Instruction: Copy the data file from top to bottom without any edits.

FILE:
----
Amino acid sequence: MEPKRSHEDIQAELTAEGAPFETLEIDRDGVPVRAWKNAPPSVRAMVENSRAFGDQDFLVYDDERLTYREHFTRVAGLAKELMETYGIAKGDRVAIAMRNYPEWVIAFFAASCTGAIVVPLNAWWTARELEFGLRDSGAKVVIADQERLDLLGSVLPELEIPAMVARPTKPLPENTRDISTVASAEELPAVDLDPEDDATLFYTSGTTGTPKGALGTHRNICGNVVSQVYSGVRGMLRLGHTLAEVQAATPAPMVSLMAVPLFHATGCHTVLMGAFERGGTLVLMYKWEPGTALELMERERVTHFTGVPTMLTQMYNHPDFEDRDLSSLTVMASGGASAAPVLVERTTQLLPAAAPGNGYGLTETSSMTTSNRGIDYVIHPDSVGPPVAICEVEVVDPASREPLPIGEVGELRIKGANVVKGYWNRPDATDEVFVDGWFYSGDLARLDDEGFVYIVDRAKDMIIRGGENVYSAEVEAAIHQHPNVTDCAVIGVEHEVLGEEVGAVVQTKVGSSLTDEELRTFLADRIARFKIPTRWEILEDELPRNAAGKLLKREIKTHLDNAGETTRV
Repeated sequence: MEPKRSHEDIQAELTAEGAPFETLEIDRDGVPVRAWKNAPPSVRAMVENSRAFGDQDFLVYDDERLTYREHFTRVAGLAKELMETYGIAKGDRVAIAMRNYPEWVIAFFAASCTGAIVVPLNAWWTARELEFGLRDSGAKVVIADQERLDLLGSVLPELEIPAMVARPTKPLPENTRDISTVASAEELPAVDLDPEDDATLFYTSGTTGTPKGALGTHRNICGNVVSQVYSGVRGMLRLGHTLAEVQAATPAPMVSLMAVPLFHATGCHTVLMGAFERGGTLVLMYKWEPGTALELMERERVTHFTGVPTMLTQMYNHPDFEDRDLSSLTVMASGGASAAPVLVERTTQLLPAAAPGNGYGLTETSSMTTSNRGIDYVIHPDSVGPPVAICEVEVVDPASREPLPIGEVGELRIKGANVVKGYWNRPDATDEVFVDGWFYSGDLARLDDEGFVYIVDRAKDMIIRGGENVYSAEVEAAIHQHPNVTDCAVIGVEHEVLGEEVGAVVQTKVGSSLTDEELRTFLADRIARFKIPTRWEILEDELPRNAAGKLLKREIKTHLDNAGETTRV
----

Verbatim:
Amino acid sequence: MEPKRSHEDIQAELTAEGAPFETLEIDRDGVPVRAWKNAPPSVRAMVENSRAFGDQDFLVYDDERLTYREHFTRVAGLAKELMETYGIAKGDRVAIAMRNYPEWVIAFFAASCTGAIVVPLNAWWTARELEFGLRDSGAKVVIADQERLDLLGSVLPELEIPAMVARPTKPLPENTRDISTVASAEELPAVDLDPEDDATLFYTSGTTGTPKGALGTHRNICGNVVSQVYSGVRGMLRLGHTLAEVQAATPAPMVSLMAVPLFHATGCHTVLMGAFERGGTLVLMYKWEPGTALELMERERVTHFTGVPTMLTQMYNHPDFEDRDLSSLTVMASGGASAAPVLVERTTQLLPAAAPGNGYGLTETSSMTTSNRGIDYVIHPDSVGPPVAICEVEVVDPASREPLPIGEVGELRIKGANVVKGYWNRPDATDEVFVDGWFYSGDLARLDDEGFVYIVDRAKDMIIRGGENVYSAEVEAAIHQHPNVTDCAVIGVEHEVLGEEVGAVVQTKVGSSLTDEELRTFLADRIARFKIPTRWEILEDELPRNAAGKLLKREIKTHLDNAGETTRV
Repeated sequence: MEPKRSHEDIQAELTAEGAPFETLEIDRDGVPVRAWKNAPPSVRAMVENSRAFGDQDFLVYDDERLTYREHFTRVAGLAKELMETYGIAKGDRVAIAMRNYPEWVIAFFAASCTGAIVVPLNAWWTARELEFGLRDSGAKVVIADQERLDLLGSVLPELEIPAMVARPTKPLPENTRDISTVASAEELPAVDLDPEDDATLFYTSGTTGTPKGALGTHRNICGNVVSQVYSGVRGMLRLGHTLAEVQAATPAPMVSLMAVPLFHATGCHTVLMGAFERGGTLVLMYKWEPGTALELMERERVTHFTGVPTMLTQMYNHPDFEDRDLSSLTVMASGGASAAPVLVERTTQLLPAAAPGNGYGLTETSSMTTSNRGIDYVIHPDSVGPPVAICEVEVVDPASREPLPIGEVGELRIKGANVVKGYWNRPDATDEVFVDGWFYSGDLARLDDEGFVYIVDRAKDMIIRGGENVYSAEVEAAIHQHPNVTDCAVIGVEHEVLGEEVGAVVQTKVGSSLTDEELRTFLADRIARFKIPTRWEILEDELPRNAAGKLLKREIKTHLDNAGETTRV